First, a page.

Emersen Sud crouches along a bank of the Animas River, in Durango, Colorado, August 14, 2015. A recent accident that leaked a toxic yellow plume of sludge from the Gold King mine into the Animas River heightened a debate over the future of this region’s old mines. (Photo: Mark Holm/The New York Times)
William Rivers Pitt | Truthout | August 19, 2015
When Arizona Sen. John McCain met with the Navajo Nation’s tribal government on Saturday at their capital in Window Rock, Arizona, after arriving in a big black SUV, he believed he would be spending the day observing the commemoration of Code Talkers Day. This was not the case. A group of Navajo activists, incensed at the damage done to the Animas River by a toxic chemical spill from an abandoned mine, confronted the senator. Rather than address their concerns, McCain scuttled out a side door, dove into his SUV and sped down the road with the activists sprinting after him shouting, “Get off our land!”
Activists from the Navajo Nation are furious over the Animas River spill, and for good damn reason. The EPA, while attempting to evaluate the toxicity of the long-abandoned Gold King mine, inadvertently released three million gallons of hideously polluted water into the river, turning it a sickly orange color. The lead level of the released water was at least 12,000 times higher than normal, and also contained extremely high levels of beryllium, mercury, cadmium, iron, copper, zinc and arsenic. The people of the Navajo Nation rely on the river for drinking water, farming, livestock and medicine. It is a lifeline, and now it is dangerous to the touch.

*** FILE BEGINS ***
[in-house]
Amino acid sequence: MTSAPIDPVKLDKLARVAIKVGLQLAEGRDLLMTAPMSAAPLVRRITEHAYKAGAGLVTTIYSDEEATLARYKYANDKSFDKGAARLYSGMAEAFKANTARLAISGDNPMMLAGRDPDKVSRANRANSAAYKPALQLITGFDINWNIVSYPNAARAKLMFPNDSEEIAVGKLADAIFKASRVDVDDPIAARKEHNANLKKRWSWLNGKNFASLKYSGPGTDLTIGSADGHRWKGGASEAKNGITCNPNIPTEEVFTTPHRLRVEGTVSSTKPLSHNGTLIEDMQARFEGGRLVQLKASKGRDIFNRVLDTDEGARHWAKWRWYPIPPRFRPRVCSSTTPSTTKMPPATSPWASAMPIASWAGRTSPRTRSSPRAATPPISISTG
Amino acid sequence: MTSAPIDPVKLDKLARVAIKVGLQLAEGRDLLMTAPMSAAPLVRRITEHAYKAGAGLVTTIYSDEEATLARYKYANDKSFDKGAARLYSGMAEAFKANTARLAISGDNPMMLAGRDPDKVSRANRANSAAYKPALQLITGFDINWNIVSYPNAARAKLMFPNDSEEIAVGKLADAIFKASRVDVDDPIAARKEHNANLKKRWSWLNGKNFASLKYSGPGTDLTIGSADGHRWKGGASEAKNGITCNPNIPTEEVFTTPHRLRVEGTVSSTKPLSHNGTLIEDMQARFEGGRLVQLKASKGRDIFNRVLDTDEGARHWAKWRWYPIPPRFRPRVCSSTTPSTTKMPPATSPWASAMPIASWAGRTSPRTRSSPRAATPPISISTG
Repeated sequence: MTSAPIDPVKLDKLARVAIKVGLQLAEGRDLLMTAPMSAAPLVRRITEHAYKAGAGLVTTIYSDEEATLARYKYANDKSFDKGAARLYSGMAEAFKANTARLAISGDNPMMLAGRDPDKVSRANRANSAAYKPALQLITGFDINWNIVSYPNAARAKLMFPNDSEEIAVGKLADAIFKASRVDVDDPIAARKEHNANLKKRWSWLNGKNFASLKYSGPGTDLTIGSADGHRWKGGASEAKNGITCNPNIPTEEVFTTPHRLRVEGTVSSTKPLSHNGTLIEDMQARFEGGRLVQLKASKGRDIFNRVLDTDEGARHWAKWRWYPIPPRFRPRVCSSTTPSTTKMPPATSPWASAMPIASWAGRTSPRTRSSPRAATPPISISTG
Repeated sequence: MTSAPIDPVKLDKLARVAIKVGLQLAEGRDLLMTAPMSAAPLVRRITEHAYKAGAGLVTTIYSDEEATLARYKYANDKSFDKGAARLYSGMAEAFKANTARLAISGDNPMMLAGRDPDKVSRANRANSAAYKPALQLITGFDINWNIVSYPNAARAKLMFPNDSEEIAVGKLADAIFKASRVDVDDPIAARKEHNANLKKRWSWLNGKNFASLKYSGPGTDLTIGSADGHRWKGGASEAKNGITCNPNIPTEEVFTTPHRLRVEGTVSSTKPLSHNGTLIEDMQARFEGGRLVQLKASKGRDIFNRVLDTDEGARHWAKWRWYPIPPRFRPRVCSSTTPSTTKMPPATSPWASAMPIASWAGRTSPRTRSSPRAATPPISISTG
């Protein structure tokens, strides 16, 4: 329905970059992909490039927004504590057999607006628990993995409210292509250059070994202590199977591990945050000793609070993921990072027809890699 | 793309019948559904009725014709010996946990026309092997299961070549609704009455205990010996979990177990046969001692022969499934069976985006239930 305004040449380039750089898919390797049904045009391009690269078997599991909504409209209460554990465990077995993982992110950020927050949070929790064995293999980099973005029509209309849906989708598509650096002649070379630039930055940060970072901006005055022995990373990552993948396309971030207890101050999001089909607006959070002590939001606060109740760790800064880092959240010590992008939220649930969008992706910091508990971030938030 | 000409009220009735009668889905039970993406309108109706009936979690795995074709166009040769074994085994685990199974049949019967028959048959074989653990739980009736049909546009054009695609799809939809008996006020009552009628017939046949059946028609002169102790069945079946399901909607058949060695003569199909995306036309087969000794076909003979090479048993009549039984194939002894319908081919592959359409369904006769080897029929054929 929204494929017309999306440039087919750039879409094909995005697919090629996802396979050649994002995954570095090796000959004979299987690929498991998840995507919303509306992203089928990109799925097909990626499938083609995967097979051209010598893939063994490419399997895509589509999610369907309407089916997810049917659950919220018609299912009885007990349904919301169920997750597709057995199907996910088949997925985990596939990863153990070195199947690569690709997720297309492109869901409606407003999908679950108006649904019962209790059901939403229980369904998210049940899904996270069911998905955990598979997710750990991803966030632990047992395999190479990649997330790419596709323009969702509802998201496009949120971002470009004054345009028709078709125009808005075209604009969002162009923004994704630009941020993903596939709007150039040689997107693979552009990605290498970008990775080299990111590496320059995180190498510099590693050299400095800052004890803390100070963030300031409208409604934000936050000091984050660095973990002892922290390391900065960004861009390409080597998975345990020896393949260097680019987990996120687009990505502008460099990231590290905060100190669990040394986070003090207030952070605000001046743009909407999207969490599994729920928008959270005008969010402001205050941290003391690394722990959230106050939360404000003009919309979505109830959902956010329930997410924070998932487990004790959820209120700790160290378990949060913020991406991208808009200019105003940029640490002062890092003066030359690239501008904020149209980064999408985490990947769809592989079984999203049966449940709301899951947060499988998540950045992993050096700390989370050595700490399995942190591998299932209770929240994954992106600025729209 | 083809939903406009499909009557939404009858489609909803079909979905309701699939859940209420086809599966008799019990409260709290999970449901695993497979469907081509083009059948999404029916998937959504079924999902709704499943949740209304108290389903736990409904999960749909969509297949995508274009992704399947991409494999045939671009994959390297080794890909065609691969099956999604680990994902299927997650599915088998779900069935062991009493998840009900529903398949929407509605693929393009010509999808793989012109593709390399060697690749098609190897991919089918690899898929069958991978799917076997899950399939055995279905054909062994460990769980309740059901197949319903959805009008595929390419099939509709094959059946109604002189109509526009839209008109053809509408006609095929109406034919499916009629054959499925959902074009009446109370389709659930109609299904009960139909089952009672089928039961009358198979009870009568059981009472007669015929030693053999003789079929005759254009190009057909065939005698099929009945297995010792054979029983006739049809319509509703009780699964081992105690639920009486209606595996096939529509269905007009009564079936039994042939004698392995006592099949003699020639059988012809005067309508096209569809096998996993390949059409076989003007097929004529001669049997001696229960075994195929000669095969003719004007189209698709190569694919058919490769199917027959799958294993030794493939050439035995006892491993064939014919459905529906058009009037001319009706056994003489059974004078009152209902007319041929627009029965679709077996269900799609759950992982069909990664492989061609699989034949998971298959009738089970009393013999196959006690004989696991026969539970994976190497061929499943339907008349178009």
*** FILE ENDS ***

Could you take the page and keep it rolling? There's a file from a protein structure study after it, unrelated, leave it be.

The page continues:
The impact of the spill is not just being felt by the people of the Navajo Nation. That three million gallon orange slick of poison wended its way down the Animas River for some 300 miles until it arrived at and entered Lake Powell, a large reservoir that feeds into the Colorado River, and is a source of drinking water for many cities in the Southwest, including Las Vegas. The EPA and other government agencies are desperately deploying a “Be calm, all is well” argument, but a “team” has been formed to monitor the ongoing damage. Cold comfort indeed.